This was originally going to be about how the Internet has made me stupid and lazy. I was going to offer as an example my decision to sit here in the living room and search the 'tubes for several minutes to see how many issues are included in the first Fell trade paperback instead of just walking into the other room, taking it off the shelf, and opening up the damn thing to see for myself . . . but it, uh, went another direction as I was writing it.
Consider this a warning, but feel free to ignore it.
I don't read many comics in single issue format anymore. Back in the salad days, I had a habit that would shock and horrify -- or entice and thrill -- most people. You know how once a year or so the local news shoves some poor reporter into a disgusting house where some crazy cat lady didn't throw a single thing away for a decade? You know how there's always a tower of newspapers that go back to the Nixon years in that place? Replace the papers with comics and the cat filth with polyhedral dice and you've got a damn close approximation of my house.
Well, before Anne came along and straightened all of that shit out. One of the casualties of growing up and getting responsible was the weekly trip to the comic shop where I'd trade piles of shiny gold rocks for the likes of Batman, X-men, Grendel, Sandman, whatever Alan Moore was doing, and too many "gotta have this because it crosses over into this other thing I like" issues to count.
In fact, from about 1996 until last year, I hardly read any comics at all. I'd pick up a few trades here and there, but I mostly stayed straight and sober.
Man, have I fallen off the wagon.
It all started with a few trades of Transmetropolitan and Fables. That snowballed into other trades for the books I mentioned in this old Geek in Review about great graphic novels you may have missed, and before I knew it, I was picking up absolute editions of various things I already owned in single issue and TPB format. Because, you know, I needed to have them.
I was teetering on the precipice of a weekly habit when TokyoPop sent me out to different comic shops to promote the Star Trek manga.
Like, once a week I'd go to a different shop where I could see what new stuff had come out that week.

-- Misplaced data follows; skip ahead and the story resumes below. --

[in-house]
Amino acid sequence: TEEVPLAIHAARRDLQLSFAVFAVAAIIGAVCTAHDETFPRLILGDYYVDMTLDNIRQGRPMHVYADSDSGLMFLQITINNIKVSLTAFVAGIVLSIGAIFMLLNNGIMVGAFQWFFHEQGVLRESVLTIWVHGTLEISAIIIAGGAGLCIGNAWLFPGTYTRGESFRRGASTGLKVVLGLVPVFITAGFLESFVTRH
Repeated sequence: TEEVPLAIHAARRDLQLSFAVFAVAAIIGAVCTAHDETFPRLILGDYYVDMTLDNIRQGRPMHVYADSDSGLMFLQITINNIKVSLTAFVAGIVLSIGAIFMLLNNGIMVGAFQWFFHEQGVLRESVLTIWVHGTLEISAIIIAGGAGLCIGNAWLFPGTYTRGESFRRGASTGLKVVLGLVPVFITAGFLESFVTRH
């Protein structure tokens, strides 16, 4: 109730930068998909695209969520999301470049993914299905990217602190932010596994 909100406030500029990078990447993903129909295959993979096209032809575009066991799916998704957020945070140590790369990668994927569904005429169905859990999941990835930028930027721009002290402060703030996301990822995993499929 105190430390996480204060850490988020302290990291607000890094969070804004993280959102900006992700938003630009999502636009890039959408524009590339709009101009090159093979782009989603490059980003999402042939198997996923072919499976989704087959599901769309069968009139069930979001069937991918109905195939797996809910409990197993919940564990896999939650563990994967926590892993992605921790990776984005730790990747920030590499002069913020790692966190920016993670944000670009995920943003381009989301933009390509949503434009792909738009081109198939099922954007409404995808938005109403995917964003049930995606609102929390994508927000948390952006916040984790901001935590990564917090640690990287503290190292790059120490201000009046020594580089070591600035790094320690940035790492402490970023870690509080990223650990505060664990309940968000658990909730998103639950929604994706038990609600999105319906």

And buy it.
I mostly got trades of books I'd wanted to get caught up on, like Y: the Last Man and Blue Beetle, but I also found myself leaning toward single issue books again.
It's important to point out that I am the biggest Batman geek on the planet. I love Batman more than anything else in comics. I have so many Batman shirts, my wife frequently says, "Why do you have so many Batman shirts?" I have a LEGO Batman on my keychain. I plotted to blow up the world when the Batman movies were all such shit (World, you can thank Batman Begins for saving you. A fruit basket would be a nice gesture.)
But still, I didn't want to get sucked back into reading Batman, Detective, Robin, Dark Knight, and Batman We Really Don't Have A Reason To Put Out This Book But We're Going To Anyway Because It's Batman And Batman Geeks Like Wheaton Will Buy It. Partly this was due to financial considerations, but mostly it's because I just don't have the time.
I've been doing very well, to be honest. Because there's such a huge backlog of trade paperbacks for me to get through (I'm still working through Fables, Y: the Last Man, and a few others I'm too embarrassed to admit right now) I've only bought two titles in single-issue format: Batman (GODDAMN YOU GRANT MORISSON WHY DO YOU HAVE TO BE SO AWESOME?!) and Doktor Sleepless (GODDAMMIT WARREN STOP IT JUST STOP IT.)
Then I went to Wizard World with Matt Fraction. Matt and I had a conversation about this very issue, and Matt said, "You know, I buy a lot of books weekly because it's professional courtesy. I never know when I'm going to run into [huge list of names that made me fall down]."
Now, I'm no Matt Fraction (BUT I'M READING FUCKING CASANOVA IN SINGLE ISSUES NOW BECAUSE IT'S SO AWESOME GODDAMMIT MATT) but I've been bumping into more and more comic writers thanks to TokyoPop, and as I am presently working on a comic of my own (way to bury that one, Wheaton. Thanks, I try!) I may also find myself in a position to run into [smaller list of names that would make some of you fall down].
So, yesterday, I went to the shop -- on Wednesday -- planning to only pick up Casanova and Anna Mercury.
I, uh, walked out with issues 670-674 of Batman (OH MY GOD I LOVE YOU GRANT MORRISON LET'S NEVER FIGHT AGAIN), three issues of Suburban Glamour (Wow. Jamie. Seriously. This is a beautiful book), the 25th anniversary edition of Killing Joke (which I already have in like four different printings, including a Mint First Printing, Bitches) PvP (which is mostly okay because Scott Kurtz is my friend) a few other things that looked interesting to me and . . . Secret Invasion.
I know, I know. I don't even read fucking Marvel books, and I haven't paid attention to Civil War at all, but the idea of gleefully reading this miniseries all summer long, which we all just know will take some massive twist or something right around San Diego Comic-Con, was just too much for me to pass up, and after reading the first issue, I know that I chose ever so wisely.
When I was up at 12:30 this morning, sitting on the floor in my office, surrounded by the books I'd bought, I had a flashback to 10th grade, and I knew it was time to admit it:
I have a comic problem.
It's not a big deal, though. I can stop reading any time I want to, and even scale back to just a few trades every few . . . months . . . so I don't . . . go . . . to the comic shop . . . every . . . week. . .
. . .
OH MY GOD I CAN'T IMAGINE LIFE WITHOUT MY COMIC BOOKS SOMEONE PLEASE HELP ME.